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Key Takeaway: New OSHA directive aims to give families of deceased workers more information about ongoing agency investigations.
Potential Impact: Supporters say the directive addresses families' right to know about workplace incidents and subsequent investigations.
What's Next: The directive is effective immediately.
By Stephen Lee
Families of workers who die on the job will be better informed of the status of ongoing federal inspections, under a directive issued by the Occupational Safety and Health Administration April 17.
The 25-page directive, which took effect immediately, outlines a three-step approach for communicating with family members that includes an initial communication, follow-up communications throughout the inspection, and post-inspection communications.
The new procedure “will ensure that OSHA receives the necessary information about the victim, job history, co-workers, and keeps the next of kin informed from the beginning of the inspection and through the progression of the inspection until the case is either closed or becomes a final order of the Occupational Safety and Health Review Commission,” OSHA said in the directive.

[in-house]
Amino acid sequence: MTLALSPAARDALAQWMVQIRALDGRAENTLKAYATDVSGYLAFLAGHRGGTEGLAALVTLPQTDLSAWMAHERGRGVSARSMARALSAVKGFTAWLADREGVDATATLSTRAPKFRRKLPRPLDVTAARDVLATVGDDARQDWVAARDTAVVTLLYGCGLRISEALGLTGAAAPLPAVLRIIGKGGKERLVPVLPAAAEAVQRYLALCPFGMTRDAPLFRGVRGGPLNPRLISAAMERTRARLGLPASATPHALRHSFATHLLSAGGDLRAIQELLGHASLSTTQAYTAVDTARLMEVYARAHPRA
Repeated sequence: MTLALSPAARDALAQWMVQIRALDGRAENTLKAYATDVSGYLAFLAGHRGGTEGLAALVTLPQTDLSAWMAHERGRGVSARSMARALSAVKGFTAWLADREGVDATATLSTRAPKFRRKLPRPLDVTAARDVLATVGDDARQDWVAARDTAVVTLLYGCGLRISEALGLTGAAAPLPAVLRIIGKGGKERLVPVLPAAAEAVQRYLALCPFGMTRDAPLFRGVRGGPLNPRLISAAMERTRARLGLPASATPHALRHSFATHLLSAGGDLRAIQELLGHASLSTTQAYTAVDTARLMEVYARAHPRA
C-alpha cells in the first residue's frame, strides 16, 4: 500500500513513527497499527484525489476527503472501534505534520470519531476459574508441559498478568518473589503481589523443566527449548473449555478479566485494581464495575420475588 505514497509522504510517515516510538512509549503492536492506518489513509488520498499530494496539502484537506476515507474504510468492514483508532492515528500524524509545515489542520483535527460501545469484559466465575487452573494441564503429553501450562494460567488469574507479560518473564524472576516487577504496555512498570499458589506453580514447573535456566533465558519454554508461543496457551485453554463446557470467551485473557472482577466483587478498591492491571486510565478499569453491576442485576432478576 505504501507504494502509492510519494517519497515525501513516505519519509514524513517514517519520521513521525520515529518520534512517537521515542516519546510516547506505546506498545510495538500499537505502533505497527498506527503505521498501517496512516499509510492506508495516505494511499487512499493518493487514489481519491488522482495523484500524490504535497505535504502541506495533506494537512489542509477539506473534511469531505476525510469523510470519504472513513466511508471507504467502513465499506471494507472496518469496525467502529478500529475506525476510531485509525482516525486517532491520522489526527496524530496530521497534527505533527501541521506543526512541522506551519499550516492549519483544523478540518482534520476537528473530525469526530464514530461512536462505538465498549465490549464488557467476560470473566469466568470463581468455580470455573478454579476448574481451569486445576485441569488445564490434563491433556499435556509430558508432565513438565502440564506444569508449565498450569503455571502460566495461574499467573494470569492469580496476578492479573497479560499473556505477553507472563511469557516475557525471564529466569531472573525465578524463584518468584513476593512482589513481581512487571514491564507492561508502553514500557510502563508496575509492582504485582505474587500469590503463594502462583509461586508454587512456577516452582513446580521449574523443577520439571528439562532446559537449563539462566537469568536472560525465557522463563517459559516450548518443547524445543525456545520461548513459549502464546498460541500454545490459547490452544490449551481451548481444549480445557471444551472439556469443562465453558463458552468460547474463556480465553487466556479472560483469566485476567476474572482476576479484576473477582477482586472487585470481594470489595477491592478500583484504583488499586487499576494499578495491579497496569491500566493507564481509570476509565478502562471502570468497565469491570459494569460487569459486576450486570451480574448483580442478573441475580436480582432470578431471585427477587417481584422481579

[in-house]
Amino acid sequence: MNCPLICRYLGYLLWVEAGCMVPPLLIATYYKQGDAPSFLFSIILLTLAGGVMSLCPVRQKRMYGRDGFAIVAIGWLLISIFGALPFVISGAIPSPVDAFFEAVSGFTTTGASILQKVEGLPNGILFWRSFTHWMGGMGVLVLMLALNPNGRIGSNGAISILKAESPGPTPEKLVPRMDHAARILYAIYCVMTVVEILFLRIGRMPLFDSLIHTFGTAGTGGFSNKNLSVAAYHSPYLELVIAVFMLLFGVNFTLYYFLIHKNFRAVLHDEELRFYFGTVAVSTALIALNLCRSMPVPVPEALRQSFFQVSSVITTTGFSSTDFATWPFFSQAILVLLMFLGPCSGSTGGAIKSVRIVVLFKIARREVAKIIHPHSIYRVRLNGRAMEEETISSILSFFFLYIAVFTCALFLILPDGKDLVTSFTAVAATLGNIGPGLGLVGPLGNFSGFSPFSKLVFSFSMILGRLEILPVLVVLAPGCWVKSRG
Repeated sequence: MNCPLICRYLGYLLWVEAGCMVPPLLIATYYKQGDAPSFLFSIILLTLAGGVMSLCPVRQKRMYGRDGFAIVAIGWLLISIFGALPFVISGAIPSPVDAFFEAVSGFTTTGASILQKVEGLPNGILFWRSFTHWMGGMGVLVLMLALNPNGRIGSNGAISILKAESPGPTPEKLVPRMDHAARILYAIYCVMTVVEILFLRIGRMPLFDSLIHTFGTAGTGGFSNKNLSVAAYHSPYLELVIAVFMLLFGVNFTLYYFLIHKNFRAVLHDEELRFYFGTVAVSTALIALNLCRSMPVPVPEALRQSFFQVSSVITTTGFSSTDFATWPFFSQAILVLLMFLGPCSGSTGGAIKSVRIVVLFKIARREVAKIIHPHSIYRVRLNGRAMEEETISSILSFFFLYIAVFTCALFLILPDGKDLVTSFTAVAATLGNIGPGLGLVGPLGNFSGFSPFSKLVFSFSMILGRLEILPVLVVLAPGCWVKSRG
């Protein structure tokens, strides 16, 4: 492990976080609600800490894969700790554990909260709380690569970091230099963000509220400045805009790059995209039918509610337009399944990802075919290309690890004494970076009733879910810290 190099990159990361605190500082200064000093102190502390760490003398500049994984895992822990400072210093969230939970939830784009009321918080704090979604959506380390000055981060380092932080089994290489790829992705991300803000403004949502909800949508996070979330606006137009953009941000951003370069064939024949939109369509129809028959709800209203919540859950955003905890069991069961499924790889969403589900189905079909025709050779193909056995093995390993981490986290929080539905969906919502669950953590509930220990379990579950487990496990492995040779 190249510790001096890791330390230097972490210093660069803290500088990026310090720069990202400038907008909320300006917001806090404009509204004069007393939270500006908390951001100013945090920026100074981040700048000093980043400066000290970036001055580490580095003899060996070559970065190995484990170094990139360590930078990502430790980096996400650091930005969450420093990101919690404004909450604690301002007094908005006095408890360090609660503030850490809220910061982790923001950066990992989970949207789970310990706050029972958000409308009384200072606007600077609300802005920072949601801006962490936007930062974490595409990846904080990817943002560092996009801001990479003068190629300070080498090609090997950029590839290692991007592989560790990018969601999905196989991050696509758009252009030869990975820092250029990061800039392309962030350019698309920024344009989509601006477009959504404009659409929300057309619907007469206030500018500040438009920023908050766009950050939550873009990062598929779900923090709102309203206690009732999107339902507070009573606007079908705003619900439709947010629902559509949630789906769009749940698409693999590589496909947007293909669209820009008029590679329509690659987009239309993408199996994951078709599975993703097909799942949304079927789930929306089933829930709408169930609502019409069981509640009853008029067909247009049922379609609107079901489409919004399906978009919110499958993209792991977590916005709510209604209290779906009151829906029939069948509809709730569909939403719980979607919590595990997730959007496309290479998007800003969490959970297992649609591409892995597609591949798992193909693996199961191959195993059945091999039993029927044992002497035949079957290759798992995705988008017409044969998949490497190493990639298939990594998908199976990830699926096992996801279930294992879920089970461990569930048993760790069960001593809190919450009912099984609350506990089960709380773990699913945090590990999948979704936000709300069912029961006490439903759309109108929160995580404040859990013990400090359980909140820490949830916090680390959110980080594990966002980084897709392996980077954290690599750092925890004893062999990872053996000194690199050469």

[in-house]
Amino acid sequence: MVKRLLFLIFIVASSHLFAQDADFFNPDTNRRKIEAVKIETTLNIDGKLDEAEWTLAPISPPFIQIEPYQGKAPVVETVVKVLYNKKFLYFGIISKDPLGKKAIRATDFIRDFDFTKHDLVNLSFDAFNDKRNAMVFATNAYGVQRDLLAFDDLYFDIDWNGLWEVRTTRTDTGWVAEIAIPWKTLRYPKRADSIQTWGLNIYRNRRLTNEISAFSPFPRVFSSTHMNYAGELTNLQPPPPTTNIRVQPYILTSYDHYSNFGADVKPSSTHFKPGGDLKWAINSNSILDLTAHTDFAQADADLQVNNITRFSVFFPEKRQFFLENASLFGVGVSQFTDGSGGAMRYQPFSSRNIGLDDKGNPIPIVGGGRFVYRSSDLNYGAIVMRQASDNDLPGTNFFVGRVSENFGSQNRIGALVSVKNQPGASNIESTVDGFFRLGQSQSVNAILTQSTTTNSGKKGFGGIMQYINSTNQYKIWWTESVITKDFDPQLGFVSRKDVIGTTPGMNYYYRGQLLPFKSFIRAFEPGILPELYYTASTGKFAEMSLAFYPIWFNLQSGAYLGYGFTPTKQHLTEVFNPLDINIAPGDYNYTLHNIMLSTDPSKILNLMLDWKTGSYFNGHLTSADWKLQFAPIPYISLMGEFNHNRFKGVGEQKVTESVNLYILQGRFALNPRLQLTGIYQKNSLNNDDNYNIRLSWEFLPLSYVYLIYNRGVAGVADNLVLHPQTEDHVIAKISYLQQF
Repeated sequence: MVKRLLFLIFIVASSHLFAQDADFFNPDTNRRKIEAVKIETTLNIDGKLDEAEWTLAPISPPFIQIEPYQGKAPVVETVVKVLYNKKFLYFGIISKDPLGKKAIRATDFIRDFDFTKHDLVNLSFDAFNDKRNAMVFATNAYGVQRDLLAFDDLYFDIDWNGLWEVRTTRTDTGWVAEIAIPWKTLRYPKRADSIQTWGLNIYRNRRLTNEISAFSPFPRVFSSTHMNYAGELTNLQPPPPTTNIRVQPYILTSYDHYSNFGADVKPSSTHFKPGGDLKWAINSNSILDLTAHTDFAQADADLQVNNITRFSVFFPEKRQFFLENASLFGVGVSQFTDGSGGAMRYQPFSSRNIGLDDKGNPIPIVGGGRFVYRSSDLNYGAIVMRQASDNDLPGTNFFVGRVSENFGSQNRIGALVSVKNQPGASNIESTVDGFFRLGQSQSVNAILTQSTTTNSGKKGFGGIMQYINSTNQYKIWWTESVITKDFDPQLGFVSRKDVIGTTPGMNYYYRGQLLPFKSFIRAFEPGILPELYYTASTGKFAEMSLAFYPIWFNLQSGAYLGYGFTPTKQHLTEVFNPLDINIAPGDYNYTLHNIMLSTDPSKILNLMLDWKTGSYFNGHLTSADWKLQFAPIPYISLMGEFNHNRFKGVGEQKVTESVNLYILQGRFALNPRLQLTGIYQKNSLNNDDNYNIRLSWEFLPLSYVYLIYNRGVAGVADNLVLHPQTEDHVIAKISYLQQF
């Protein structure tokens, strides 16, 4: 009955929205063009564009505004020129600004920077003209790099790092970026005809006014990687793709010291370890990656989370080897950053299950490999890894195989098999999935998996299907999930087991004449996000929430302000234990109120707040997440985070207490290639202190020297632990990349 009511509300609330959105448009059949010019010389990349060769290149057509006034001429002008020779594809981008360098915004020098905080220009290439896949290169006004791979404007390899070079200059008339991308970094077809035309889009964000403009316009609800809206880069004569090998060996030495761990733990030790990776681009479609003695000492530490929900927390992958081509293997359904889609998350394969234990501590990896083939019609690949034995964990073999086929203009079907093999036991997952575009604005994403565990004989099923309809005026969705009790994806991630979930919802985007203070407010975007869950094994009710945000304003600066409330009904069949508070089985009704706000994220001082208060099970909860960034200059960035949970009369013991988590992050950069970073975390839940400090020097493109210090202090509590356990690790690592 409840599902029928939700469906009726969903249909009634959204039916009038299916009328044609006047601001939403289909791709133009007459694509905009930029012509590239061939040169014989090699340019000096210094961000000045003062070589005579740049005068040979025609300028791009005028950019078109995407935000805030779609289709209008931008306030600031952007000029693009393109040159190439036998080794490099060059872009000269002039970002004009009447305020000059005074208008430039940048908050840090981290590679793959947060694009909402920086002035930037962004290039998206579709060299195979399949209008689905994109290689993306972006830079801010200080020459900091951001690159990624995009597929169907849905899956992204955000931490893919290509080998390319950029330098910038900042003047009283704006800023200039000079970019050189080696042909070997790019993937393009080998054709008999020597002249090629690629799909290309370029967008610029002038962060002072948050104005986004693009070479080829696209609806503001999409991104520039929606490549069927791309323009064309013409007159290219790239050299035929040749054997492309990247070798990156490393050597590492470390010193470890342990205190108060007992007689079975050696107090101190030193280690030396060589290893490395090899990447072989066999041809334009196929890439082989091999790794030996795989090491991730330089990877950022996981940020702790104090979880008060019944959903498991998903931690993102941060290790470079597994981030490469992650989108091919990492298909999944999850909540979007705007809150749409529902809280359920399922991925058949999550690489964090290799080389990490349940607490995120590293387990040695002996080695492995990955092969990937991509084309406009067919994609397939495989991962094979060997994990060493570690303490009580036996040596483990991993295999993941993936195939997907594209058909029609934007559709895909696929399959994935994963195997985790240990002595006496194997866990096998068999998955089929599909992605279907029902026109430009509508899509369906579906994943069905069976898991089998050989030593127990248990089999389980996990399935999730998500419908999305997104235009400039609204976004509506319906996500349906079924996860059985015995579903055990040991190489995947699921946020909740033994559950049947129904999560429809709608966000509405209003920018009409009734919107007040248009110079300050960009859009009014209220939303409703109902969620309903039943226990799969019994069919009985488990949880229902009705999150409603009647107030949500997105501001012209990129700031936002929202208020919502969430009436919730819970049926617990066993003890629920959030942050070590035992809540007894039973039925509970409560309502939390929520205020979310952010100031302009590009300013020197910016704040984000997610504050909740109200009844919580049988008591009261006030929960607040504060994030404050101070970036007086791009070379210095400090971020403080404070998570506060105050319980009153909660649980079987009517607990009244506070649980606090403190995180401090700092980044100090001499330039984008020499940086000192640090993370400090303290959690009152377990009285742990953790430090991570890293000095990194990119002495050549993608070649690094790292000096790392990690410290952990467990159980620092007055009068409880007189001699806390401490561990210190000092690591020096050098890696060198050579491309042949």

During the initial communication, OSHA representatives will notify the worker's next of kin that an inspection is being conducted, that it may take up to six months to complete, that citations and civil or criminal penalties against the employer may be sought if OSHA finds violations of safety laws, and that the agency is barred from releasing certain information because of legal privileges.
The worker's next of kin must be contacted early in the inspection process to give the OSHA representative “the opportunity to establish a trusting and working relationship … and communicate that the incident is being investigated,” the directive said.
In the second stage, OSHA personnel will provide follow-up information with the next of kin on a periodic basis, such as once every 30 days. The agency must also explain the various aspects of the inspection to the worker's family.